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5 December 2013 11:26 am ,
Vol. 342 ,
An animal rights group known as the Nonhuman Rights Project filed lawsuits in three New York courts this week in an...
Researchers have been hot on the trail of the elusive Denisovans, a type of ancient human known only by their DNA and...
Thousands of scientists in the Russian Academy of Sciences (RAS) are about to lose their jobs as a result of the...
Dyslexia, a learning disability that hinders reading, hasn't been associated with deficits in vision, hearing, or...
Exotic, elusive, and dangerous, snakes have fascinated humankind for millennia. They can be hard to find, yet their...
Researchers have sequenced and analyzed the first two snake genomes, which represent two evolutionary extremes. The...
Snake venoms are remarkably complex mixtures that can stun or kill prey within minutes. But more and more researchers...
At age 30, Dutch biologist Freek Vonk has built up a respectable career as a snake scientist. But in his home country,...
- 5 December 2013 11:26 am , Vol. 342 , #6163
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ITER Fusion Reactor Faces New Delay
19 November 2009 1:27 pm
The scientific and engineering team building the ITER fusion reactor was hoping for a green light today for its final design, schedule, and cost estimate, but given the project has a pricetag in the billions of euros it was never going to be that easy. Because of nagging concerns over the construction schedule of the reactor, the ITER council, which represents the seven international partners in the project—China, the European Union, India, Japan, South Korea, Russia, and the United States—did not give the expected rubber stamp to the thousands of pages of documents that fully define the project.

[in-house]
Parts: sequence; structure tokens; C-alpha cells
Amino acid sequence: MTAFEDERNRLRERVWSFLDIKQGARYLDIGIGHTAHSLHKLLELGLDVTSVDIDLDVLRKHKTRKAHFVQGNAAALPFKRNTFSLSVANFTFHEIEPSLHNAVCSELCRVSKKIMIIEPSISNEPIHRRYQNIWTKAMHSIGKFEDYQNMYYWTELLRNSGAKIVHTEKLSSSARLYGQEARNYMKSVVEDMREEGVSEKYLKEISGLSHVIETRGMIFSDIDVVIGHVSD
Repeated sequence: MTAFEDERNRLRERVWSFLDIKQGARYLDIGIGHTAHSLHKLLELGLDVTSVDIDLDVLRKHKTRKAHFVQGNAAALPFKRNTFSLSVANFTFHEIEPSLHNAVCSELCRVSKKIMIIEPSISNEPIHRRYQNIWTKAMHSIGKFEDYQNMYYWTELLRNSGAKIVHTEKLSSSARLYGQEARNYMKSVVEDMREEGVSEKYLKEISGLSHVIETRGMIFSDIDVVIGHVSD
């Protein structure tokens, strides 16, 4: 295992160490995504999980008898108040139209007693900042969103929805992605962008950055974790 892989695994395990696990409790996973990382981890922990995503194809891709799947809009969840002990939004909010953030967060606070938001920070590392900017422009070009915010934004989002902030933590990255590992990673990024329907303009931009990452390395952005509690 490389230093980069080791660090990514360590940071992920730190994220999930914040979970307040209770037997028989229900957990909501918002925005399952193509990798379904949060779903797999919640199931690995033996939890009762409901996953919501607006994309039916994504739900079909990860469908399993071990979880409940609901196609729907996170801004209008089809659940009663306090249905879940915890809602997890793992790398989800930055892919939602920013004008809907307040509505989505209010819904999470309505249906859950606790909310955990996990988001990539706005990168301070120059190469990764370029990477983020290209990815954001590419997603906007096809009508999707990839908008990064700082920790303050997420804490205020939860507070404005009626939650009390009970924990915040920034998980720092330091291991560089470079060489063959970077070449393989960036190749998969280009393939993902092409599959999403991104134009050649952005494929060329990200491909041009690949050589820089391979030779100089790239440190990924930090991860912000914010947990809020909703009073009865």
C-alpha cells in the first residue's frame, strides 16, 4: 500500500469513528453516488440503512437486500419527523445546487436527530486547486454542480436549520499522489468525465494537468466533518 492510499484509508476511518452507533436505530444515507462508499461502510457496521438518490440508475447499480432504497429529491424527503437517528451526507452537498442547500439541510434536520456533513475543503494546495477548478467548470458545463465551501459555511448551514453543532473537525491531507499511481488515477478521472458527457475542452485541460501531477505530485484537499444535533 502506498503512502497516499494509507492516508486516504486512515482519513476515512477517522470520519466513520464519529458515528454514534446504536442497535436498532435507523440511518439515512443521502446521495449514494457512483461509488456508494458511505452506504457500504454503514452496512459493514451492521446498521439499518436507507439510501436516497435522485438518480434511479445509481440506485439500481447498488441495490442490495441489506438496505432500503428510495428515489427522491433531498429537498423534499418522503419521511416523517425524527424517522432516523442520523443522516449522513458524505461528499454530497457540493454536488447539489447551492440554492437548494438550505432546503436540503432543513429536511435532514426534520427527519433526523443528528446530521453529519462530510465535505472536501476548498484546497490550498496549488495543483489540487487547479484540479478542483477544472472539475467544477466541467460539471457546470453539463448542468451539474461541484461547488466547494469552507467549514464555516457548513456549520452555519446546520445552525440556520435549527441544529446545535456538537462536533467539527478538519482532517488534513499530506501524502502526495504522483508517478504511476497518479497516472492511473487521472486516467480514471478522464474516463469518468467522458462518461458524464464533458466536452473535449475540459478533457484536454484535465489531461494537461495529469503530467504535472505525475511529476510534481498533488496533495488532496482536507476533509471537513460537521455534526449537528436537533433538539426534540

ITER is an experimental reactor that aims to show that nuclear fusion, the power source of the sun and stars, could be used practically to generate energy on earth. A site has been cleared at Cadarache in southern France for construction, and ITER staff have been racing for months to get the full documentation, known as the project baseline, ready for the 18–19 November council meeting at their headquarters. But some council members voiced concern that the schedule, which aimed for the reactor to be running by 2018, was not realistic and that there was too high a risk that some part of the immensely complicated worldwide manufacturing effort would go wrong.
Delays invariably mean increased costs and the council is already concerned over current cost estimates which, sources says, may be as high as twice what partners signed up to at the start of the project in 2006. So the council has now sent ITER staff away for 3 months to better nail down the risks, both technical and organizational, involved in the schedule. Staff must consult with the agencies run by each partner that will order the reactor components to be made, and with the companies that will make them. The council has asked ITER directors to come back in February with an earliest possible date when the reactor could start, if everything were to go right, and a latest possible start date. Discussion of the controversial cost estimates appears to have been put aside until the schedule has been resolved.